The culture of risk-aversion, however, goes far deeper than the odd crackpot attitude and over-the-top regulation. The phenomenon that Frank Furedi has termed ‘Paranoid Parenting’ has become an orthodoxy that governs every aspect of child-rearing, from the most banal, everyday matters such as how we feed children and whether we let them play outdoors to questions of education (how to construct an exam system that nobody fails) and life ambition (how to encourage your kids to do what’s best for them, without over-burdening them with high expectations).
This sensibility about the vulnerability of children, and the notion that society should organise itself around protecting them from any potential harm, is not about consciously avoiding risk so much as about redefining standard features of everyday life as problematic. And while it feeds off media scare stories and parental anxieties, it comes from the very top of society.
It is not (yet) government policy to ban conker playing or school canoeing trips. But it is government policy to highlight the dangers posed to children by everyday parental behaviour, schooling experience and social interaction. Parents smacking their children, feeding them ‘junk food’ or failing to read to them are prominent targets for the official attempt to show that ‘Every child matters’. Fear of academic failure and damaged self-esteem are seen as far more pressing issues for schools than the inability of A-grade university students to read a book or construct an essay; and countering the supposedly malign influence of peer pressure (friends) among groups of teenagers has become a favourite theme in anti-bullying and mentoring initiatives.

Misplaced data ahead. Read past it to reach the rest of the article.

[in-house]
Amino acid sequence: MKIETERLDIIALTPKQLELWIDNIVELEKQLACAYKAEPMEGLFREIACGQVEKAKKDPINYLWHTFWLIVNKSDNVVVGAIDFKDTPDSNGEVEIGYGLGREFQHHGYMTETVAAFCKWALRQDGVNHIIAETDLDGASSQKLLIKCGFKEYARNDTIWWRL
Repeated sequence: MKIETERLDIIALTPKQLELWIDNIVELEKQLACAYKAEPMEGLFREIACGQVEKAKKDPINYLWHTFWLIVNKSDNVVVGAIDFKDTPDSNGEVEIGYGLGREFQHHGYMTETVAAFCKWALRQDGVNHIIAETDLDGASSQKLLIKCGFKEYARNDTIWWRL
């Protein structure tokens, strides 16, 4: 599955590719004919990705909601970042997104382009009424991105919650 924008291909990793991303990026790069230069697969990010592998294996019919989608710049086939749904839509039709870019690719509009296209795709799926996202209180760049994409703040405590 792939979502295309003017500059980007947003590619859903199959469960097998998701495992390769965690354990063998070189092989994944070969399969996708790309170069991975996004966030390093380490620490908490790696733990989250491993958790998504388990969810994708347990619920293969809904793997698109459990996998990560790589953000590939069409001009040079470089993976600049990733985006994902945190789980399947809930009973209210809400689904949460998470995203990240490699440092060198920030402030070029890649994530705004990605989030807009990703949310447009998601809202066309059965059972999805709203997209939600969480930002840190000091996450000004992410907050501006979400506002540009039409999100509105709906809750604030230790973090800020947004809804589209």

Running through all this is the assumption that children are at risk from the people around them, and particularly those closest to them; and that what society needs is a code of conduct to ensure that the safety and self-esteem of the child are paramount, to be placed above all other considerations. In such a climate, no wonder parents become paranoid – to resist the orthodoxy invites the label of child abuser.
What drives this culture is not that children have become somehow more vulnerable than previous generations. And it doesn’t make them safer, or even more ‘valued’. The concern that children’s failure to play outdoors, because of overblown fears of child abduction and traffic accidents, is contributing to a ‘couch potato culture’ of snacking and obesity (along with an inability to cross the road) is now articulated from many quarters. The inability of the examinations system to fail any child, and the tendency to give more and more of them top grades, simply means that their grades are greeted with cynicism and failure is experienced in a more messy, protracted fashion upon leaving school.